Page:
That was the message of US President Barack Obama, speaking ahead of the April 2009 G20 summit in London: “Don’t short change the future for fear of the present.” While the case in question is fiscal stimulation – where characters as diverse as John Maynard Keynes and Viv Nicholson have been mentioned by those commentating on proposed public spending – it’s also very much a live issue in talent management.
A quote from another well-known name illustrates the issue concisely:
Tomorrow belongs to the people who prepare for it today”
When the economic cycle is heading downwards, one thing it’s easy to lose sight of is the fact that it is a cycle. The direction will at some point turn upward again.
Training and development takes time to deliver its results: while there are immediate benefits, effective development – ie clearly linked to business objectives and with its application supported in the organisation – delivers incremental but sustained returns. If organisations are to realise the full benefits of learning and development in six or twelve months time, they must therefore be looking to make the necessary investment now – in a climate where budgets are under close scrutiny and the temptation to cut is strong.
The 12th Annual PricewaterhouseCoopers Global CEO Survey illustrates the conundrum. 72% of CEOs rated access to and retention of key talent as critical to sustaining growth over the long term. Short-term pressures are telling, however, as workforce skills – the top priority in the 2007 survey – now rank seventh in priority. As PWC observe, the risk in making cuts is that “companies cut the wrong investments, impair their competitiveness, and lose out to others who are using the economic winter to hire good people or gain market share.”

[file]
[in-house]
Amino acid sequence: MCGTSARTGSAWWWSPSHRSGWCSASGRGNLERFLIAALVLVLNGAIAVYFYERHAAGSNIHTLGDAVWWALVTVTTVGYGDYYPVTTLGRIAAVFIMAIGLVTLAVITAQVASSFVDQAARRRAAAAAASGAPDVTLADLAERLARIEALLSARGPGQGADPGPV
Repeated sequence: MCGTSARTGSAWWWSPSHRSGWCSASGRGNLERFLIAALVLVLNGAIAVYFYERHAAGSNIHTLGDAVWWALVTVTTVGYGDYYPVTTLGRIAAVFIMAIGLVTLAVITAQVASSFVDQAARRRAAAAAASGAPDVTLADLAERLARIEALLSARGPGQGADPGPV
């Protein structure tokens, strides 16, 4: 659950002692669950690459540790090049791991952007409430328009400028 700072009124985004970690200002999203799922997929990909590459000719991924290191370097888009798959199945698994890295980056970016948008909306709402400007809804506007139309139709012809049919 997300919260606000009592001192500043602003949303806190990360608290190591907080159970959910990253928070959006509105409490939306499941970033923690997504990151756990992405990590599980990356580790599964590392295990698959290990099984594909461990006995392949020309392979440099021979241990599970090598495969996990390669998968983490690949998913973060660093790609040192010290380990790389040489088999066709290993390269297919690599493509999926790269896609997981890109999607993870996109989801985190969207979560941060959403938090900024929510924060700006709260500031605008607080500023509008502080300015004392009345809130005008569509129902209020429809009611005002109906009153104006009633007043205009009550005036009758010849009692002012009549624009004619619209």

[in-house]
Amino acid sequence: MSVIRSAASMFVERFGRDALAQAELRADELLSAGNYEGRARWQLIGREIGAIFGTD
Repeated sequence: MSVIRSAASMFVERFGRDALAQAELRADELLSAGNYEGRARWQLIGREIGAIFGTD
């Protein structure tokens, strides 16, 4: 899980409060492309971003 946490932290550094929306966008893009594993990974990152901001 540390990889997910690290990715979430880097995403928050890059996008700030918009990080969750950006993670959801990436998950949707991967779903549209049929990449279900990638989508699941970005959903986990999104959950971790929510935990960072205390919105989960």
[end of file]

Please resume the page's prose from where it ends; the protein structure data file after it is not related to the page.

The survey implicitly flags another concern, however. For learning and development to realise its fullest benefit, it must take place in organisations that recognise their part in allowing it to bear fruit. A separate survey of 4,000 graduates joining PwC from 44 countries flagged training and development as their top priority. Meanwhile, while CEOs identify understanding employees’ wants and needs as vital in their retention and development, only 30 per cent believe their understanding in this area is ‘comprehensive’.
Analogies can be trite, but there is everyday parallel outside most people’s windows: their gardens. Pruning isn’t just about removing what’s not needed: it’s about making sure strong future growth will take place where it’s wanted or needed. Prune in the wrong places, and you may not have much to harvest. And pruning isn’t the only method: feeding and replanting are equally important.
Another recent survey, undertaken in the UK by CIPD, shows that our CEOs may be keeping an eye on the longer game. 70% of employers say learning and development remains a high priority: although 46% ackowledge that their economic/funding situation has worsened, only 32% will cut funding for training in 2009. Significantly, 81% of learning, training and development managers highlighted management and leadership development as the most important skill to embed in organisations in order to meet business objectives during the recession and a majority of employers are investing in new programmes to develop the role of line managers to help them deliver effective training.
To quote Claire McCartney, CIPD’s learning, training and development adviser:
A skilled and motivated workforce will be essential to ensure organisations are well placed to take advantage of the recovery when it comes.
Our evidence shows that employers recognise this and are doing what they can to ensure skills don’t stagnate despite the tough conditions. The importance of training line managers will also be crucial to building the resilience needed to emerge in good shape for recovery. With training budgets under pressure, they will have a big role to play in ensuring on-the-job learning is delivered and in prioritising the training needs of their teams.”